Hello! Mickael’s Answer is very good, but I want to add something.
In college will be a lot of theory, and not so much practise hours. You should not afraid to spend about 20 hours peer week for consolidation of theory. Theory if very nice, but theory with really good practise skills will be significant advantage over competitors. You can read more in Robert Martin's book "The Clean Coder".

Soft skills are essential in IT world. You should pay attention to these skills too. No one wants to deal with an introverted individualist who does not know how to work in a team.

And last one. If you familiar with Database Administration and Networking, you should know how work UNIX OS in detail.
Topics like: interprocess communication, differences between process and threads, file systems and differences, I/O, multithreading and other.

Good luck in your exciting journey!
2
0
Updated
Share a link to this answer
Share a link to this answer

Taeyoun’s Answer

"What curriculums should I be looking out for that would set me apart from other prospect Software Engineers leaving college? "
Instead of focusing on specific curriculum, try to build a portfolio and practice a lot of interview questions and study the theory. Software developers use many tools and different languages, but if you want to be efficient you need to know the fundamental theory and know how to implement it. These two things a lone will make you stand out. When other people submit a resume, you can submit resume and portfolio. On top of that if you fly through interviews because you practiced interview questions and code tests, you can go far.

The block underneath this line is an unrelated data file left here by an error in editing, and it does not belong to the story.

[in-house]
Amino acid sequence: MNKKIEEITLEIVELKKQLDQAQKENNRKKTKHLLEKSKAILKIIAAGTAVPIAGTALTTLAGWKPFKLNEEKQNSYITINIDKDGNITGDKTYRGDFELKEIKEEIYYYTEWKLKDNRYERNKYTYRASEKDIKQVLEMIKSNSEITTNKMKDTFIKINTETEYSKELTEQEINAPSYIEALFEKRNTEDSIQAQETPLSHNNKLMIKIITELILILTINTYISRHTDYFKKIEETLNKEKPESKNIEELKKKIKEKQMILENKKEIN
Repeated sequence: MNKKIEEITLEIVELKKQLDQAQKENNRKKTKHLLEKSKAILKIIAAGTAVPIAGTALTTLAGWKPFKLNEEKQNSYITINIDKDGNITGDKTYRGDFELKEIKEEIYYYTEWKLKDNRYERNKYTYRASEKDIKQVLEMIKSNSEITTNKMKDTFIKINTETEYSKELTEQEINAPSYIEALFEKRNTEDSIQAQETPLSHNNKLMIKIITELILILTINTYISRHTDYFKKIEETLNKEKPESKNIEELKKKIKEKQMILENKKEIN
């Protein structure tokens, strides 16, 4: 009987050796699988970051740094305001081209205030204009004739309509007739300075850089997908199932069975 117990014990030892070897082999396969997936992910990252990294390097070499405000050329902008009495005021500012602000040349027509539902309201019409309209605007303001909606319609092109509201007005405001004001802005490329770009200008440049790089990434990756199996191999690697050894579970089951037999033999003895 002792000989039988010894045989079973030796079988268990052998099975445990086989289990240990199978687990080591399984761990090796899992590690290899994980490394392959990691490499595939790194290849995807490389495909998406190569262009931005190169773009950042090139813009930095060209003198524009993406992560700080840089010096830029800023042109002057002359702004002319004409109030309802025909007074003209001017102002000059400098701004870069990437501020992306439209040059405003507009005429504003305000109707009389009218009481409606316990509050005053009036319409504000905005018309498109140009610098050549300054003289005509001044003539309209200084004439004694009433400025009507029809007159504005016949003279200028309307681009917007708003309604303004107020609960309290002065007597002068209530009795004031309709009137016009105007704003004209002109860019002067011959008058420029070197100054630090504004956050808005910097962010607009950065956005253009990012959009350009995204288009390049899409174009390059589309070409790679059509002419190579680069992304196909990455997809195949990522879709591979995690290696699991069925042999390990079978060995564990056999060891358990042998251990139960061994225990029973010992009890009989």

There are many things you can look into, depending on your interest. If you want to be a full stack developer you can focus on Java base languages like Quarkus and JS language React. Other popular tools are NodeJS, Angular, and Spring, SQL... etc. There are also other technologies such as Streaming tech like Kafka or Pulsar.
Thank you comment icon Hi Taeyoun, thank you for your answer! I'm glad that the key idea behind setting yourself apart from the rest is comprehension of fundamental ideas related to software engineering and its practice. I'll be sure to do some research on these topics and get the ball rolling before I hit the campus. Thank you! Walter
0
0
Updated
Share a link to this answer
Share a link to this answer

Eric’s Answer

Hi Walter, In order to pursue your goal, you should take some courses on Database design or any Microsoft certified courses for MSSQL. That will align with your preferred Microsoft Azure Architecture. In your spare time, you should learn about Microsoft .net, python or java language. Those computer language will allow you to write any program on different platform. Hope this helps to prepare well to real engineering world!
0
0
Updated
Share a link to this answer